New York's Cooperative and Condominium Community

Habitat Magazine December 2020 free digital issue

HABITAT

ARCHIVE ARTICLE

Before Trouble Knocks …

Everybody has experienced some kind of damage – something like water infiltration, which is very common. So let’s take the first kind of case. Where there’s water infiltration into an apartment because the exterior of the building has a leak, or a pipe in the wall breaks, water can cause damage to an apartment.

The building is responsible, but the extent to which the building is responsible is an important question. Most co-op and condo documents provide that the building is responsible to restore, but only to what’s called the “building standard.”

That generally means they’ll repair cracks, deal with the dampness, put up a coat of primer on a wall or ceiling, and that’s it. All of the shareholder’s or unit-owner’s personal property and personal decoration is their responsibility. So the resident has to pay to restore the wallpaper and clean or replace the rug. That can be expensive, and obviously it’s the reason why many co-op and condo residents have the good sense to purchase homeowners insurance.

There is another set of cases where damage is caused from another unit. The person upstairs leaves the bath running, it overflows, and now, the water damage isn’t caused by the building per se. It’s caused by the person upstairs. Again, there can be damage in the apartment downstairs, but this time, the question is who to look to for repairs. The resident upstairs is responsible, but if that person doesn’t have any insurance, then you’re just looking at a knockdown, drag-out fight to get any money from him.

The hope is that the responsible shareholder or unit-owner has the resources to cover any kind of loss. But this is the second main reason for shareholders or unit-owners to have insurance to cover their liability: if there’s damage, the responsible party is able to pay for repairs.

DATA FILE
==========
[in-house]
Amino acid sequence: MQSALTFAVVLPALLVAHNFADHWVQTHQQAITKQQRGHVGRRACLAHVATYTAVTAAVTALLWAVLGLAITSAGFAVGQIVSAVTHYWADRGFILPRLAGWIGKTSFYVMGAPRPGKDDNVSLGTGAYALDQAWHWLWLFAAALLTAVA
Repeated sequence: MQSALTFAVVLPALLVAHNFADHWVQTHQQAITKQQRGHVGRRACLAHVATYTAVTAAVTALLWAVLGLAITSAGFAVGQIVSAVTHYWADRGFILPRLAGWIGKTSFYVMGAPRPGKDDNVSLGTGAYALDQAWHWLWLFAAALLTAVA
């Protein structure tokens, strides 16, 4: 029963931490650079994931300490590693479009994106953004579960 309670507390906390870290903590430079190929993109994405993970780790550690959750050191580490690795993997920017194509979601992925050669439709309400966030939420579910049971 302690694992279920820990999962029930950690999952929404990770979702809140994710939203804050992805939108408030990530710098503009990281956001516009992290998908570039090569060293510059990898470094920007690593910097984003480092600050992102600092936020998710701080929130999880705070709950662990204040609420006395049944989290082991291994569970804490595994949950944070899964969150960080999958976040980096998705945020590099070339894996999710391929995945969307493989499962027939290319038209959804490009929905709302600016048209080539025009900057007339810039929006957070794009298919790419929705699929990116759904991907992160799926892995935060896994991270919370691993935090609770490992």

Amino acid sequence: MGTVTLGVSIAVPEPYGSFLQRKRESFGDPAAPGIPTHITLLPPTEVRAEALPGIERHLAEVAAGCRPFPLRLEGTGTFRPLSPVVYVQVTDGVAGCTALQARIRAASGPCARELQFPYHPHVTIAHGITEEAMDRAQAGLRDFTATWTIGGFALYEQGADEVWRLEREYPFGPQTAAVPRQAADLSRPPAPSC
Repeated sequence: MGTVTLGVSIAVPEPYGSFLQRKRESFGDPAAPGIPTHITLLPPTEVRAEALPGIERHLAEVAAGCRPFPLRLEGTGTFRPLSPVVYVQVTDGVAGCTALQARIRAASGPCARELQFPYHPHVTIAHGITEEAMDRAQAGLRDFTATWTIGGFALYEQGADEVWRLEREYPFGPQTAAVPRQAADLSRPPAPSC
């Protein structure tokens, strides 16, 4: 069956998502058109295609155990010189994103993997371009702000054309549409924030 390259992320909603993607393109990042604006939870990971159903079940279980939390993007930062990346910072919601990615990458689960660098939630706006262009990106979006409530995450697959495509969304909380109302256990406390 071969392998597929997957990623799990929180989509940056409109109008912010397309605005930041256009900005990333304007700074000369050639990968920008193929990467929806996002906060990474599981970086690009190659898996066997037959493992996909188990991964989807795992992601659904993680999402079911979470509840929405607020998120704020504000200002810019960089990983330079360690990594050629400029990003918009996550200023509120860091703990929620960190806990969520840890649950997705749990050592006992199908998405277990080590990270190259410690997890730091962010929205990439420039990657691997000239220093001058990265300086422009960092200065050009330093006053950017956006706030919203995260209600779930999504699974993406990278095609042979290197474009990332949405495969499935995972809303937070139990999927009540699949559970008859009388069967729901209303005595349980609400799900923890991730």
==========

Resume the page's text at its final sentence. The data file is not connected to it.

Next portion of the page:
My modest proposal is that boards consider requiring residents to carry homeowners’ insurance. That way, a shareholder or unit-owner is protected if there’s damage in his apartment, and his neighbors are protected if his negligence causes damage to other apartments.

Some buildings have concerns about requiring insurance. There are concerns that management will have to track all of the residents to make sure that they’ve seen proof of insurance. That might be something of a burden, but you’d have to discuss with management whether it’s so much of a burden that it actually would supersede the interest in having this kind of insurance.

The best way to implement the requirement for insurance is probably in the constituent documents of the building. In a co-op, that would require amending a proprietary lease. In a condo, it would require amending the bylaws.

Understandably, it’s not always the easiest thing to amend those documents because they require that a super majority of shareholders vote to approve those amendments, usually something like two-thirds or three-quarters. But as another approach, a board might try to impose the requirement by implementing a house rule. The extent to which that’s enforceable is something you should discuss with your attorney, and it will depend on your governing documents.

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